The plot also, was kind of boring. It wasn’t bad, or completely disinteresting, but it wasn’t interesting enough to keep my attention focused solely on the book, so that I couldn’t bear to be stop reading. I did enjoy learning about the history, and whatnot. I can tell that Bergren did her research well, and cared enough to get the details right. It wasn’t until the ending, where the real excitement began, that I became really interested, and excited, and couldn’t stop reading. Too bad that happened at the end, and not sooner. Don’t get me wrong, not all books have to be exciting and adventurous to be worth reading, or to have deep meaning. I love books that are slow, and contemplative, with lush descriptions and wonderful characters who triumph not by fighting a dragon, but by coming to know their heart and the hearts of others. And Glamorous Illusions did do this. It did have wonderful descriptions of the places the characters visited, and well-rounded characters that the reader comes to understand and like. I just felt that something was missing, for me at least.
I did like the romance, and actually, the biggest reason why I would consider reading the second book would be to see that romance develop. I’m interested to see where it goes, and to see Will and Cora fall in love. Will was a wonderful hero. He was a gentlemen who only wanted to teach his clients history, and to protect them on the tour. He just wasn’t ready to have his heart stolen. And he tries to fight it. Cora is above his station, and he isn’t supposed to get involved with the clients. But he can’t help what he feels. I liked seeing his perspective. Being able to see his side and Cora’s, seeing both of their uncertainties, and wondering if the other could possibly like them, but then telling themselves that it could never work. And then there’s Pierre, a Frenchman who falls for Cora, and she can’t help but be pleased by his attention. So, there’s a little love triangle, which will probably be explored more in the coming novels. But this triangle isn’t angsty or annoying, where the girl flip flops between the guys. It’s done well, and is believable.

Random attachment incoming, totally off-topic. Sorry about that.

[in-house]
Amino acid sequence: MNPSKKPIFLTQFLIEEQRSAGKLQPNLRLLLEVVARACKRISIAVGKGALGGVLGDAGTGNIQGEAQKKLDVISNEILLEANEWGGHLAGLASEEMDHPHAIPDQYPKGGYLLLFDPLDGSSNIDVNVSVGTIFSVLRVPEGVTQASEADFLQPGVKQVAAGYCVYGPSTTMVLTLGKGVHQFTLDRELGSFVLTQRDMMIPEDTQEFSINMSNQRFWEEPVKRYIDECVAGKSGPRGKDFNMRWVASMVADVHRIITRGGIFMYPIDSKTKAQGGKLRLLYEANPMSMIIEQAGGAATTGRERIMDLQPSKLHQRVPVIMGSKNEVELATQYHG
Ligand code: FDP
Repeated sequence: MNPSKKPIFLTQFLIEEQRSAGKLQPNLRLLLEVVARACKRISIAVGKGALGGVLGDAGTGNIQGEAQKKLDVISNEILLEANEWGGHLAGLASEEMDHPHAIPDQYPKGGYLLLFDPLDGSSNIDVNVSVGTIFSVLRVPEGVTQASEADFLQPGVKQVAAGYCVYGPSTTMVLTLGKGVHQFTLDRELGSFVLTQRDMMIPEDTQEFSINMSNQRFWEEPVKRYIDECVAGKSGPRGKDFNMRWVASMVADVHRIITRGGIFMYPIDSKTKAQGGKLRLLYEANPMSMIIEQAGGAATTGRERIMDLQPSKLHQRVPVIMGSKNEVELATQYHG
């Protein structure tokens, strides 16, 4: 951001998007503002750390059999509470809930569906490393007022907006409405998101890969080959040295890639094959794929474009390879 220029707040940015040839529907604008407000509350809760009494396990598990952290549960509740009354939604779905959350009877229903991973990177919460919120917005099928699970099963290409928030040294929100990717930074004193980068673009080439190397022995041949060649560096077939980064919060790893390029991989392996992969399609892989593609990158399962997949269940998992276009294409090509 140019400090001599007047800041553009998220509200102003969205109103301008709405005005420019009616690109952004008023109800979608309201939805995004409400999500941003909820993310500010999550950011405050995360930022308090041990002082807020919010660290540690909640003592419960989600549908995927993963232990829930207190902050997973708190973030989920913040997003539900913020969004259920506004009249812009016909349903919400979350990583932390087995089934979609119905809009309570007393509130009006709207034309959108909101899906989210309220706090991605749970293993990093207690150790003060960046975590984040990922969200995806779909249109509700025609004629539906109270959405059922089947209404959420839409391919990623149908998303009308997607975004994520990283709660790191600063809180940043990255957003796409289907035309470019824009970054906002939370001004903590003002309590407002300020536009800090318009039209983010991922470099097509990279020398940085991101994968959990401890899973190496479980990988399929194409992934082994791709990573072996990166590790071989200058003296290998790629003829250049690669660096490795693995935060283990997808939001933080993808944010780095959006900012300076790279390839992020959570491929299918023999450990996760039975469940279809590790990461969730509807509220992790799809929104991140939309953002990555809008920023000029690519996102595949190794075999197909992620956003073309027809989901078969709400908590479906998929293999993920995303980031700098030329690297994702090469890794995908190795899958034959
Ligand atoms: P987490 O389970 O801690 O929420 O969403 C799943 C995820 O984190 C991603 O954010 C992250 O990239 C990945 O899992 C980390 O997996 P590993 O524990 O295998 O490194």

So, in the end, I liked Glamorous Illusions well enough. I loved the ending, and would like to see more of Cora and Will. I think fans of the River of Time series will like this novel, and probably history fiction buffs. As for me, I’ll just have to see what the next novel has to offer before I invest in it.
Thank you to David C. Cook and Netgalley for the arc....more